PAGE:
6 1. Classical Differential Geometry whose data are: an additional solution φ : Rm R of (1.1), a Combescure transform p : Rm RN of f, and the function ψ : Rm R, associated to φ in the same way as p is related to f. We now demonstrate how to identify these ingredients within our approach and how they are specified by the initial data (F1,2). It follows from (1.12)–(1.14) that (1.16) ∂i bj aj = cij bj aj + cji bi ai bjbi ajai . The symmetry of the right-hand sides of (1.16), (1.13) yields the existence of the functions φ, φ+ : Rm R such that (1.17) ∂iφ φ = bi ai , ∂iφ+ φ+ = bi , 1 i m. These equations define φ, φ+ uniquely up to respective constant factors, which can be fixed by requiring φ(0) = φ+(0) = 1. An easy computation based on (1.16), (1.13) shows that the functions φ, φ+ satisfy the following equations: ∂i∂jφ = cij∂jφ + cji∂iφ, (1.18) ∂i∂jφ+ = c+∂jφ+ ij + c+∂iφ+, ji (1.19) for all 1 i = j m. Thus, an F-transformation yields some additional scalar solutions φ and φ+ of the equations describing the nets f and f + , respectively. Of these two, the solution φ is directly specified by the original net f and the initial data (F2). Indeed, the data (F2) yield the values of φ along the coordinate axes, through integrating the first equations in (1.17) these values determine the solution of (1.18) with the known coefficients cij uniquely. Further, introduce the quantities (1.20) p = f + f φ+ , ψ = φ φ+ . Then a direct computation based on (1.11), (1.12)–(1.14), and (1.17) shows that the following equations hold: ∂ip = αi∂if, (1.21) ∂iψ = αi∂iφ, (1.22) where (1.23) αi = ai 1 φ+ .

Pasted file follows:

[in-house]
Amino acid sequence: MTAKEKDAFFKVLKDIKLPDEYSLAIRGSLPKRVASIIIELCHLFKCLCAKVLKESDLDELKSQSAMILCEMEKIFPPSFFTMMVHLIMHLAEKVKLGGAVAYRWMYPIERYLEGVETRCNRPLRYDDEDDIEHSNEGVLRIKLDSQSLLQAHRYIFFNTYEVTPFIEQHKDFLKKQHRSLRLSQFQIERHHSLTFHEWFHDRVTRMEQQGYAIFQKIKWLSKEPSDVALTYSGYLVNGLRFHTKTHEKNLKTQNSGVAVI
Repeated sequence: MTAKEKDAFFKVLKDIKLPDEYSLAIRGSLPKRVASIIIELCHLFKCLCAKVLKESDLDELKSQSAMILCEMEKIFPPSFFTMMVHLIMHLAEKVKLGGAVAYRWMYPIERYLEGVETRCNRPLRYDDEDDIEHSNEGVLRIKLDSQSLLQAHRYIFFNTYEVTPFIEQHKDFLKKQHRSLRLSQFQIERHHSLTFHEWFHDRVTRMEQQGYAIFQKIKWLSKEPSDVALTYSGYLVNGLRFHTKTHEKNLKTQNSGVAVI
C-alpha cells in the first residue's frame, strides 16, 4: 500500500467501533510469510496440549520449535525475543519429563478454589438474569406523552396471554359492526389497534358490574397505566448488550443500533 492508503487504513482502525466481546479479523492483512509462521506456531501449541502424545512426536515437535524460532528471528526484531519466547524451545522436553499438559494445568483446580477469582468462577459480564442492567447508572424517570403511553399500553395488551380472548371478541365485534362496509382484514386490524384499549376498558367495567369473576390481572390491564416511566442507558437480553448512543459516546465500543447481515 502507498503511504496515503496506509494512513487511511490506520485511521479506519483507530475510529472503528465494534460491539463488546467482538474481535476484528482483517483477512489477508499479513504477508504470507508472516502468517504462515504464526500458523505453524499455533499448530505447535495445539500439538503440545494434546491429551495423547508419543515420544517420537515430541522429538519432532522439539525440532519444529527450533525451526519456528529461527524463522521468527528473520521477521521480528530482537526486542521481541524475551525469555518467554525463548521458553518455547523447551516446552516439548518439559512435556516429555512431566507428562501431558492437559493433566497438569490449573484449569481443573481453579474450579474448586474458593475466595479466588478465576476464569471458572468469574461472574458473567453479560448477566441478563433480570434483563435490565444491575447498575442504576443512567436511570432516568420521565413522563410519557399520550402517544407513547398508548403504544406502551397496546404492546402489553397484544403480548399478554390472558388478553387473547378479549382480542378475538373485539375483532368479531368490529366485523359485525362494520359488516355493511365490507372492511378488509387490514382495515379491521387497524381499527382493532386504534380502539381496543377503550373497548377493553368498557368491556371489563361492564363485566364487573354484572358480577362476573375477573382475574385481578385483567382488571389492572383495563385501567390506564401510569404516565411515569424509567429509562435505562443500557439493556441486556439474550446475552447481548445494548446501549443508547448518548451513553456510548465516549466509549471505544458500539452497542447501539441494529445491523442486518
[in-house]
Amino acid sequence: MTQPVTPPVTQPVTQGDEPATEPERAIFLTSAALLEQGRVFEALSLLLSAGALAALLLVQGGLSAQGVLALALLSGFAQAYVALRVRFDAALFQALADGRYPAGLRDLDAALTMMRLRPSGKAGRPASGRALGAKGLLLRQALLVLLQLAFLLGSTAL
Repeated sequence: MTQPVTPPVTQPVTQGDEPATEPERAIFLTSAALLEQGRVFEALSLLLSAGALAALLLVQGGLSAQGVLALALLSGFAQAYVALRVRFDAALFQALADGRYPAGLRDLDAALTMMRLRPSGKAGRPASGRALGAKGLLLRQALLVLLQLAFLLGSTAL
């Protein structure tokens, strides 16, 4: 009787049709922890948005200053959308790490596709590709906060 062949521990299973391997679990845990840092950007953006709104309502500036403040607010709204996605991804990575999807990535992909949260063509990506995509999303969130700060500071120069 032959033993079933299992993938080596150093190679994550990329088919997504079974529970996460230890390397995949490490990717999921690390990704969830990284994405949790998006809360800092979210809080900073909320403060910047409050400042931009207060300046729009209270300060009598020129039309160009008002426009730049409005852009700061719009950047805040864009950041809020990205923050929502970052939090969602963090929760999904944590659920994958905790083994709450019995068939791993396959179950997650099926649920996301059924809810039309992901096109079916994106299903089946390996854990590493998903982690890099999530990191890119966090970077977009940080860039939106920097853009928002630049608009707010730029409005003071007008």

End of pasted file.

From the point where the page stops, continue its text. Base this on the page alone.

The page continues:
Previous Page Next Page